Buckshot hits duck hunter's eye

By Gerald Ford gerald.ford@age.co.nz -
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A shotgun pellet struck a duck hunter in the eye near Akitio on Saturday. Photo display only. PHOTO/FILE
A shotgun pellet struck a duck hunter in the eye near Akitio on Saturday. Photo display only. PHOTO/FILE

Duck shooting season opened badly in the far north of Wairarapa when a 55-year-old man was hit in the eye with a shotgun pellet.

The man was injured hunting near Akitio about 8am on Saturday.

Palmerston North Rescue Helicopter pilot Lance Burns said the helicopter was called in after 8am and reached the location after "about 15 to 20 minutes flight time".

The farm location was northwest of Akitio and about 8km inland.

A Palmerston North Hospital spokesman said the injured man was yesterday in a stable condition in the general ward.

Senior Sergeant Steve Crawford of Central District Police said the incident, coupled with that of a 10-year-old boy near New Plymouth who was shot in the foot, was a "timely reminder" for hunters to follow the rules of firearm safety.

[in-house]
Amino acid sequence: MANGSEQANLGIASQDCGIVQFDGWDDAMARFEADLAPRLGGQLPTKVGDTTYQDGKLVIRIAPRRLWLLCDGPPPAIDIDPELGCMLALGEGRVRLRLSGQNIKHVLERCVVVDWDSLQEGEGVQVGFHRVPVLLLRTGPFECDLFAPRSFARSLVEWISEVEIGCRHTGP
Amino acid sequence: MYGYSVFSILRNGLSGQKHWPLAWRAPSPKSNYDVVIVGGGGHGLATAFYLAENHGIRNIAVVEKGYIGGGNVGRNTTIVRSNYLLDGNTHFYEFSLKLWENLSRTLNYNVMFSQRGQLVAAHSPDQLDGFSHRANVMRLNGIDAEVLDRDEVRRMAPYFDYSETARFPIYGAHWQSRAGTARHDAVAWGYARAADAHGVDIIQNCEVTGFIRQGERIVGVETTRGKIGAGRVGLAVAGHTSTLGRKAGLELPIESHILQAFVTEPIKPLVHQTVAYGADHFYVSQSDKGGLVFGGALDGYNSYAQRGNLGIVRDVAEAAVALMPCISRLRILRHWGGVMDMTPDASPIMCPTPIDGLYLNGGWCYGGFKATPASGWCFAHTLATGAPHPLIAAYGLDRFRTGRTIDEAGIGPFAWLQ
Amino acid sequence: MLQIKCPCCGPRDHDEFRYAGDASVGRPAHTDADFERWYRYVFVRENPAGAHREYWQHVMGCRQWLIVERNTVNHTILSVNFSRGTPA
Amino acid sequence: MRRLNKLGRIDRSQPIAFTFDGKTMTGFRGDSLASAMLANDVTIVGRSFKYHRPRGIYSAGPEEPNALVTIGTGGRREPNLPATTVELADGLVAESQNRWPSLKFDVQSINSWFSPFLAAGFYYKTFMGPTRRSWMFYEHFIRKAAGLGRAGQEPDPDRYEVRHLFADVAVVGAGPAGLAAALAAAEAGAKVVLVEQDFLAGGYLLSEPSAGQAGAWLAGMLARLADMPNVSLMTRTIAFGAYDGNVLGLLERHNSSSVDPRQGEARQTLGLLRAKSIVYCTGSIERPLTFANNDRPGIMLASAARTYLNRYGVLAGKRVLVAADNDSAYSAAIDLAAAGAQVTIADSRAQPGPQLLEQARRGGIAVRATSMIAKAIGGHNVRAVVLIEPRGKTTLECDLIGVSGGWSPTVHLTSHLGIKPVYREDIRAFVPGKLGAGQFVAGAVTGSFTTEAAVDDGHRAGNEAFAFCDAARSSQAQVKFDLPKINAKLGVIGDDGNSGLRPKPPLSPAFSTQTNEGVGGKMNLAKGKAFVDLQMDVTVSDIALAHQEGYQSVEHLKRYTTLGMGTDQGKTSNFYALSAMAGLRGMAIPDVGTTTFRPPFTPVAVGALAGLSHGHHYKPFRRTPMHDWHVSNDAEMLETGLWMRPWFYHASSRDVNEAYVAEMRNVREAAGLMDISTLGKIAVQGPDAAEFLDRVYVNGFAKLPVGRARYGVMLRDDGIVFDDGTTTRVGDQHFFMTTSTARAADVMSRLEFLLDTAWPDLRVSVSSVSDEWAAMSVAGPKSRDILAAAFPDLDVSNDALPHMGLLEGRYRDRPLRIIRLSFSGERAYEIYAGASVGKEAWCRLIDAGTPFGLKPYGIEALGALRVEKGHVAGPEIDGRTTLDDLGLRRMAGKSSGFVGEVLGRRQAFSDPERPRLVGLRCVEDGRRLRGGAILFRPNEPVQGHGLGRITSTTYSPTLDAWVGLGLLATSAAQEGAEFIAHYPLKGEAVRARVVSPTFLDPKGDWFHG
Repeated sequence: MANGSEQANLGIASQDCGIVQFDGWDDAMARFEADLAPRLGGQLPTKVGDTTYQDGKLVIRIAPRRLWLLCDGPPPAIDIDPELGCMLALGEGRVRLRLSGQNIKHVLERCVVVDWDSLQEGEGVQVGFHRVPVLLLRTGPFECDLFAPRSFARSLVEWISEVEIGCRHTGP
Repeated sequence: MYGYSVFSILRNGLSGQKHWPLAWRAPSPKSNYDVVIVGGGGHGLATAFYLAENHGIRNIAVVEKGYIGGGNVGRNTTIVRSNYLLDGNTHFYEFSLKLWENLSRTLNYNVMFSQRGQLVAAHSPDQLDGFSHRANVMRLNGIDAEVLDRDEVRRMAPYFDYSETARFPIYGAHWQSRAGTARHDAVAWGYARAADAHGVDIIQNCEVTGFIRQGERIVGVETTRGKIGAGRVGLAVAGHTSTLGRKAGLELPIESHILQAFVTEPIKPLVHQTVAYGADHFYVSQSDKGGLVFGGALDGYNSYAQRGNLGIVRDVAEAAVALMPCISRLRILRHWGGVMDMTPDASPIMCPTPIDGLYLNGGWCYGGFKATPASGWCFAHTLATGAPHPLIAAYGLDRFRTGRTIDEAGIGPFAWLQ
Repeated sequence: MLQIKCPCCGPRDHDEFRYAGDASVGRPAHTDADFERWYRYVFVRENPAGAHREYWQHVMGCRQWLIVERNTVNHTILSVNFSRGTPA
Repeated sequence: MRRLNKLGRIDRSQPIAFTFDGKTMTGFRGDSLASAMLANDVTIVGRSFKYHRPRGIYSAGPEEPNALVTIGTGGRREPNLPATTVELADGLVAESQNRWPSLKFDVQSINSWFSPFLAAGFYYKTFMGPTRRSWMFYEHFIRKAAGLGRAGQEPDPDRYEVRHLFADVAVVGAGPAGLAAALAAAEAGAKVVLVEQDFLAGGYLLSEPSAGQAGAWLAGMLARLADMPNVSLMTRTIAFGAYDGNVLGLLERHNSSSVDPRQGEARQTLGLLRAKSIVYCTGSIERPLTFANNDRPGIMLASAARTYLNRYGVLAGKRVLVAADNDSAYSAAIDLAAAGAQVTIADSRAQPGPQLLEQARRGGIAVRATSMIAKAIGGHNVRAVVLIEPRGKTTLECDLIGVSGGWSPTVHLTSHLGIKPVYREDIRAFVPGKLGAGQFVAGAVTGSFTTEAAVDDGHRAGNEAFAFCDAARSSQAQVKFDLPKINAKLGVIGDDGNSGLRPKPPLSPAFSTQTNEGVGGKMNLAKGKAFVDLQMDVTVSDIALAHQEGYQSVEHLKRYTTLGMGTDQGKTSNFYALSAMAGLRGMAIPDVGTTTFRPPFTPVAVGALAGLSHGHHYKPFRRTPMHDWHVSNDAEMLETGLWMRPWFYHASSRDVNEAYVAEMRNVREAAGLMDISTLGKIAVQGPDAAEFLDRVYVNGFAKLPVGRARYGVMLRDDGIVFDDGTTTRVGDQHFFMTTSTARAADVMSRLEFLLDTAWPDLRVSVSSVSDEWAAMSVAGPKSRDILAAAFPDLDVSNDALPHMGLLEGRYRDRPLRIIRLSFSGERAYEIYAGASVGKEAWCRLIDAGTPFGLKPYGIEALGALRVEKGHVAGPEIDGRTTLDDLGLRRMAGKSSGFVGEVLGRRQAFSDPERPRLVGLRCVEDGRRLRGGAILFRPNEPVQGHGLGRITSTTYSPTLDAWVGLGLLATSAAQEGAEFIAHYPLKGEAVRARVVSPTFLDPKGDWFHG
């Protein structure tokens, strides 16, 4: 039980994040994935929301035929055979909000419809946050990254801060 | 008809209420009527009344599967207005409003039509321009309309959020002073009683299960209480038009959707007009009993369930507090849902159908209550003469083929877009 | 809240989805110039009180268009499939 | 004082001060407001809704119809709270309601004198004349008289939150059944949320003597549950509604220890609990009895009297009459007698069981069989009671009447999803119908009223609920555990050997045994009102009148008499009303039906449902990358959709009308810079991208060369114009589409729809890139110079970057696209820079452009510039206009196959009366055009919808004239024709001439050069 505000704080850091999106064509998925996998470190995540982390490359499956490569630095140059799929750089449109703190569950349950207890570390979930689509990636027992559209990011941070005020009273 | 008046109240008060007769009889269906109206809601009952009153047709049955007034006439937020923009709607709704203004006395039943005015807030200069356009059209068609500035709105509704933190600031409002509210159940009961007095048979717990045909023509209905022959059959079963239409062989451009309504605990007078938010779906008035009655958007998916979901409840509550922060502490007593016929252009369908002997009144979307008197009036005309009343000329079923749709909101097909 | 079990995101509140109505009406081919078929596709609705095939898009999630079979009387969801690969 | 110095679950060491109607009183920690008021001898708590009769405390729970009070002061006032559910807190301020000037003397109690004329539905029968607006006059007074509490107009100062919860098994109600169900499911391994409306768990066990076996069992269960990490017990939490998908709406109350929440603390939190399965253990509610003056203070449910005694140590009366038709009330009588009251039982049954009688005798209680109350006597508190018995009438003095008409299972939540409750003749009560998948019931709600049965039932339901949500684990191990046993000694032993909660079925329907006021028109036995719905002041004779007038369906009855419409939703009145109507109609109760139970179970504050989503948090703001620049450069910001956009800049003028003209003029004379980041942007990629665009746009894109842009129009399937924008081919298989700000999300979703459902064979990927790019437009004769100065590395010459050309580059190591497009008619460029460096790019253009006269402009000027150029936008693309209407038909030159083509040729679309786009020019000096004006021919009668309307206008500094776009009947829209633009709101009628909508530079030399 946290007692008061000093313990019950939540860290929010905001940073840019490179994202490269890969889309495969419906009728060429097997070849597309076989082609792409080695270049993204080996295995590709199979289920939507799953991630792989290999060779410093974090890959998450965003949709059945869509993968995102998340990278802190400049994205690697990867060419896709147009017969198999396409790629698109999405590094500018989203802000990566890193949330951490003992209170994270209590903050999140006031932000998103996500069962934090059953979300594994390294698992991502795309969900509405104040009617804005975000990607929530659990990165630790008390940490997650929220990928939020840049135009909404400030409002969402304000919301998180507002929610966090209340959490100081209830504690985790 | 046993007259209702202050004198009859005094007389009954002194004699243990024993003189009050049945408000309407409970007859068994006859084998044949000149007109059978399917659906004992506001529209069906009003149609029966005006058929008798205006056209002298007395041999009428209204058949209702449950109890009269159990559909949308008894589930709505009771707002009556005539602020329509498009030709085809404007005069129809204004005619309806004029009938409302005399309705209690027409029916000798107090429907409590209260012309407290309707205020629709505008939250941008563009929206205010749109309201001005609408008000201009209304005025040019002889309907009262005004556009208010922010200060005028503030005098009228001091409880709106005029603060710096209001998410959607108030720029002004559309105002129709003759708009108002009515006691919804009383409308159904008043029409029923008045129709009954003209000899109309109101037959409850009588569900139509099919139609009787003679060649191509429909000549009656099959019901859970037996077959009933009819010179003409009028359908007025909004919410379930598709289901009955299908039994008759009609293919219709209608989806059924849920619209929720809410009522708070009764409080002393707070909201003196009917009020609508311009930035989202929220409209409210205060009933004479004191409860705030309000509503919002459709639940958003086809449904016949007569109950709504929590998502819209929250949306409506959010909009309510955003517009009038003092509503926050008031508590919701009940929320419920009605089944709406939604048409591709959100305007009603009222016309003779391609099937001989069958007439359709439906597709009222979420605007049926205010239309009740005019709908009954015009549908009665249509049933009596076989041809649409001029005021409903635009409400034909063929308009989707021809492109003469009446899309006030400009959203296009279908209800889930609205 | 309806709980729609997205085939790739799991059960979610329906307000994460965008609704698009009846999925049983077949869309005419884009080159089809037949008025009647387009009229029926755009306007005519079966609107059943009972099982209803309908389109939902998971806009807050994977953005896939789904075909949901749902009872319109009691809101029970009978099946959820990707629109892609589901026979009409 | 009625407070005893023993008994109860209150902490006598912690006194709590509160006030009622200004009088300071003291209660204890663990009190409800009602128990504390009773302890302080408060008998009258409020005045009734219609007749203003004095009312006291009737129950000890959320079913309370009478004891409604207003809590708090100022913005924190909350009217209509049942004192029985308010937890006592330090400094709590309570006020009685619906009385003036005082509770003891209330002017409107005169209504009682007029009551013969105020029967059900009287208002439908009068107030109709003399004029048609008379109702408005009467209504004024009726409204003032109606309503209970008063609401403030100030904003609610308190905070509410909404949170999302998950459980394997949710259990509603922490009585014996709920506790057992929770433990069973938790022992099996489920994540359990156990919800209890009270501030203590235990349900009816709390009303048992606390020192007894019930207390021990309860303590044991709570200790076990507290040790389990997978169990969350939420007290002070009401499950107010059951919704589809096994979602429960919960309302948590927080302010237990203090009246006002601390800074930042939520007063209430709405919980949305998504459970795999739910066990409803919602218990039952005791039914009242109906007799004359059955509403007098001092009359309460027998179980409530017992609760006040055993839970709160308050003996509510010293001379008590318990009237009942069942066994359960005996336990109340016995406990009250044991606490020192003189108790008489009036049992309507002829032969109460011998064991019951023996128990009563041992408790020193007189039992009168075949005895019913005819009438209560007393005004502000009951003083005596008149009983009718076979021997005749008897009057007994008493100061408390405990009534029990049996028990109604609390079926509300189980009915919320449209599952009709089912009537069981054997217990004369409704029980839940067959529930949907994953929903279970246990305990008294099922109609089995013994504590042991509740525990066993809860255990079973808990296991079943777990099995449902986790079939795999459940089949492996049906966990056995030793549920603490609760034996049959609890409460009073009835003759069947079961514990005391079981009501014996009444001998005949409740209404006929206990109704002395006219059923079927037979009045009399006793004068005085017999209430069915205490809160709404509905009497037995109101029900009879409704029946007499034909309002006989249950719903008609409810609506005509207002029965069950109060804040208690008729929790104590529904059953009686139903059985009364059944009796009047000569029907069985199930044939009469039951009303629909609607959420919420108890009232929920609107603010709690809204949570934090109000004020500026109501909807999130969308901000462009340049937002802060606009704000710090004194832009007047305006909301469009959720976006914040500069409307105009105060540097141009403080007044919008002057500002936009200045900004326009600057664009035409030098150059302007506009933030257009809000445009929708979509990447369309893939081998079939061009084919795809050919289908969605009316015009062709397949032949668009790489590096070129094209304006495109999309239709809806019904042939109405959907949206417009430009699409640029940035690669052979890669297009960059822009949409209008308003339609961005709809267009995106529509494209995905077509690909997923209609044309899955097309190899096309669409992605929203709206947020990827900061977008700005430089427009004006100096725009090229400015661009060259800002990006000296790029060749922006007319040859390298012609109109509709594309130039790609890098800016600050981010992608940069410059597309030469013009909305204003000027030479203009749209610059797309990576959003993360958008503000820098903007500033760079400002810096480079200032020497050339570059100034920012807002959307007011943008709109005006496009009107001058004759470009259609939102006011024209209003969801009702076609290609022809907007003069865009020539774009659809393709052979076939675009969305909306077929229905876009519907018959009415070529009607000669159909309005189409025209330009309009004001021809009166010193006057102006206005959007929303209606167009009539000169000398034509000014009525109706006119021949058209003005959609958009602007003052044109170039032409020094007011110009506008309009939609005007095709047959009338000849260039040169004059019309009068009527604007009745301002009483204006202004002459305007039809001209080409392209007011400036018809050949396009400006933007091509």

"On occasions when hunters momentarily drop their guard, the consequences can be absolutely tragic," Mr Crawford said.

"All hunters need to stay alert at all times when handling firearms and take extra care in the dark."

Firearms Safety Specialists NZ spokeswoman Nicole McKee was "bitterly disappointed" that the duck hunting season had begun with so many serious incidents.

"Safety messaging is being pushed to all shooters before and during the season, but not everyone is taking heed of the warnings."

She said bird shooting carried the added risk of a moving firing zone.

"There is risk that other hunters and their dogs may venture into that zone. Take a look at what's around you before you pull the trigger."

The law requires unlicensed firearms users to be under "direct supervision" from a licence holder, she added. "That means being within arms-length of that person while they use a firearm. Arms-length allows the experienced firearms user to take control of the shotgun should a dangerous situation arise, like pointing the firearm in an unsafe direction."

After some reports of homes being peppered by stray shots, Ms McKee cautioned hunters to ensure they had the land owner's permission to hunt on their land.

In new areas, shooters should be aware of homes and stock.

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